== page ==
Topics: Mathematics, Expense, 2001 Pages: 3 (872 words) Published: October 23, 2012
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As consultant to Sanders and Myers, I would suggest they rethink the continuation of economic value added (“EVA”) bonus payout process. The proposed EVA bonus payout structure is supposed to be an objective way to gauge and reward employee performance; however, through no fault of their own, the Dermatology group is slated to undergo severe ebbs and flows in their incentive and could potentially wreak havoc on employee morale and retention. For example, in Exhibit E, we see that the dermatology group stands to receive a \$251, 451, payout as a result of a strong EVA at \$31,361, a net gain of 28,440 vs. the 2009 EVA. We would also expect to see employees bank \$131,451 in that same year. However, given the competitive encroachment by a new market entrant in 2001, that same employee group would not only not receive a bonus payout, but also lose their banked bonus and go in the hole to the tune of \$(113,685). As a result of this negative bank, this group stands to miss out on future incentives. -------------------------------------------------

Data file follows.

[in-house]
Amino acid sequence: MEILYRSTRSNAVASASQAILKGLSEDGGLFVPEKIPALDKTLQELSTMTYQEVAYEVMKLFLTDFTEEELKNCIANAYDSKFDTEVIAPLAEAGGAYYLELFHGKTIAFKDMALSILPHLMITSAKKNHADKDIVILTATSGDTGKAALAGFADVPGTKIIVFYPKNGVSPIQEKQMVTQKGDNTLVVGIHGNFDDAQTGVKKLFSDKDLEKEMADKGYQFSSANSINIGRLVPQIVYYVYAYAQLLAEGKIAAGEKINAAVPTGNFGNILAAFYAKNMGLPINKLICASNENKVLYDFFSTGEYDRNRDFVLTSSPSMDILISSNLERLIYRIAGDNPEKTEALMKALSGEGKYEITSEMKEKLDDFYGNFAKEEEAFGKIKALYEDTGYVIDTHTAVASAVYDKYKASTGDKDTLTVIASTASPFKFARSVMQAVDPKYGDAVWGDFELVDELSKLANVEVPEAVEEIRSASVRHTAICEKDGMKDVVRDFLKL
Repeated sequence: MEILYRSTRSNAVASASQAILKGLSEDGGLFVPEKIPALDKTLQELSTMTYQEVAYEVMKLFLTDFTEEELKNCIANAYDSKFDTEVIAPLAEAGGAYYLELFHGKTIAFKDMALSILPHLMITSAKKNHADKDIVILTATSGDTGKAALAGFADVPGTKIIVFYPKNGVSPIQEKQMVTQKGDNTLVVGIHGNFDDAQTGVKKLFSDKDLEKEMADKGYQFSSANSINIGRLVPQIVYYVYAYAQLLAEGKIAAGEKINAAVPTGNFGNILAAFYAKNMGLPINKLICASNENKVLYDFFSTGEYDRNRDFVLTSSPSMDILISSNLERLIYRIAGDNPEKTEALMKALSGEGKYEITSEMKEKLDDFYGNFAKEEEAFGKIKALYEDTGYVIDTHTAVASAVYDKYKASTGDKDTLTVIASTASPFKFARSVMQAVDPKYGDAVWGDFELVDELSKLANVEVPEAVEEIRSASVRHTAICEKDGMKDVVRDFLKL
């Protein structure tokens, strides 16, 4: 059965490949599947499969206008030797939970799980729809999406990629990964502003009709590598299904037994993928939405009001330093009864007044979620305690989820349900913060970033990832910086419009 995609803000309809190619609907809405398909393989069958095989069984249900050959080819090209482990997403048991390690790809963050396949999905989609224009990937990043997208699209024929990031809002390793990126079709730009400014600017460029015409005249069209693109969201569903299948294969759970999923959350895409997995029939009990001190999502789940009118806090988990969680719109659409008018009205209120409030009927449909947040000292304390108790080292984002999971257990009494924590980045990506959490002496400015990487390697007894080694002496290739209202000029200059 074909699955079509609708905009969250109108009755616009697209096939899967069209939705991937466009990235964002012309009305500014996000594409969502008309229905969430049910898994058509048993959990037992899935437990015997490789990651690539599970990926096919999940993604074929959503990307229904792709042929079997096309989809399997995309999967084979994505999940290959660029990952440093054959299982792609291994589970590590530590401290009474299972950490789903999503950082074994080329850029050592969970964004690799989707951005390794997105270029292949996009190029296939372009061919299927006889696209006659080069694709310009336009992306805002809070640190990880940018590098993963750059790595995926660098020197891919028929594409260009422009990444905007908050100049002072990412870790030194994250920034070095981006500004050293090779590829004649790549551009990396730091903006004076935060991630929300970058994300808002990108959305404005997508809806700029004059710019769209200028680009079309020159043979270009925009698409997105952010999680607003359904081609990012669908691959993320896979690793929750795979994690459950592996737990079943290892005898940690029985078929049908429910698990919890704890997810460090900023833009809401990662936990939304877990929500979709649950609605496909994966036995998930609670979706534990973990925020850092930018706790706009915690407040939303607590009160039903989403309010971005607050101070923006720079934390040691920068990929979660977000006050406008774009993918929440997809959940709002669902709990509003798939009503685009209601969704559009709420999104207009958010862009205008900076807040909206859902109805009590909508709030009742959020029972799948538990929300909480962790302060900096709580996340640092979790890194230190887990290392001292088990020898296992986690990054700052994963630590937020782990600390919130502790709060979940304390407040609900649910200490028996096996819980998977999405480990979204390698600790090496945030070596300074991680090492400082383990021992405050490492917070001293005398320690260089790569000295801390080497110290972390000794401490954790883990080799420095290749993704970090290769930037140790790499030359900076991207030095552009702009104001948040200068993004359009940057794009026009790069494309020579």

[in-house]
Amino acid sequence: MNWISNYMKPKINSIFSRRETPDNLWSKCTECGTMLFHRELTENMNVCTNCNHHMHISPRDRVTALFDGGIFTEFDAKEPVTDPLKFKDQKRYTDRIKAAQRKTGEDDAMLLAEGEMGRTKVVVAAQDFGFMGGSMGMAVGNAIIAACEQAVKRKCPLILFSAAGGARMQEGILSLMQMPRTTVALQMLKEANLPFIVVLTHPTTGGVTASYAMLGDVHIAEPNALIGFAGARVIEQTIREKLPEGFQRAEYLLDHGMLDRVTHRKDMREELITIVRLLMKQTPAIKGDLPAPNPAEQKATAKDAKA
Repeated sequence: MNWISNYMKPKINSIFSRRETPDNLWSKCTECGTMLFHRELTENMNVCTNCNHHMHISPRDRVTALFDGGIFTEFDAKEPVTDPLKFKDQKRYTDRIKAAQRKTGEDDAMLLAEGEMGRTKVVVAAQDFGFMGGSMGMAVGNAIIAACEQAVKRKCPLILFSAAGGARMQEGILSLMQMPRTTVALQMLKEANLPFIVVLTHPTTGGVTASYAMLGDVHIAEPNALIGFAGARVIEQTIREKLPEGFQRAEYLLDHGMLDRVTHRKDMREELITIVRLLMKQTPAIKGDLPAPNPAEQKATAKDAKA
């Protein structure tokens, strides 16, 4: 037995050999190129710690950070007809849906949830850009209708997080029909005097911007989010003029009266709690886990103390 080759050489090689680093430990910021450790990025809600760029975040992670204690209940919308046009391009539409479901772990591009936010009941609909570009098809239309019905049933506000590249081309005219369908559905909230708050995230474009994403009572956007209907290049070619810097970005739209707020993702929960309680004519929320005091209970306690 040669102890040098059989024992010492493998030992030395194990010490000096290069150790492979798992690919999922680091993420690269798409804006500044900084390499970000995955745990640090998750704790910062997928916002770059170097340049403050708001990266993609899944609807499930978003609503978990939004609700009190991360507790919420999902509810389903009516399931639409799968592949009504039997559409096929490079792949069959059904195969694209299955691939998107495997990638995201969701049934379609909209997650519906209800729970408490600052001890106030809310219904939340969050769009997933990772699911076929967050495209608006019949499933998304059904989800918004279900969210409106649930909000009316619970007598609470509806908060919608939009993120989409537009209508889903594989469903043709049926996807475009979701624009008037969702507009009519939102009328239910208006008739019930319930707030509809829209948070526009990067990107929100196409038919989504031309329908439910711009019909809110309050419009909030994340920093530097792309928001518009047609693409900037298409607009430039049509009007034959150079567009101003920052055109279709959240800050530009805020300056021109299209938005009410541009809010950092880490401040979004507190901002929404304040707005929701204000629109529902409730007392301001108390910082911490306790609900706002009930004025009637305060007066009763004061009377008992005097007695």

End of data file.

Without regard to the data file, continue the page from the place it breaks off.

EVA Calculations|
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2000| -------------------------------------------------
2001|
Net Operating Profit After Taxes| \$53,141| \$18,805|
Capital| \$198,008| \$198,259|
Cost of Capital| 11%| 11%|
EVA| \$31,361| \$(3,003)|
Bonus| \$382,903| \$(245,137)|
Payout| \$251,451| \$ -|
Bank| \$131,451| \$(113,685)|

To arrive at these numbers, the first thing I wanted to do was go back and verify the 1999 EVA to ensure I was applying the same methodology to 2000 and 2001. That included amortizing the 1995 R&D expenditures along with the other R&D expenditures as shown in Exhibits B&C. I then used the Capital Charge supplied in the case as the number for the cost of capital. -------------------------------------------------

1999...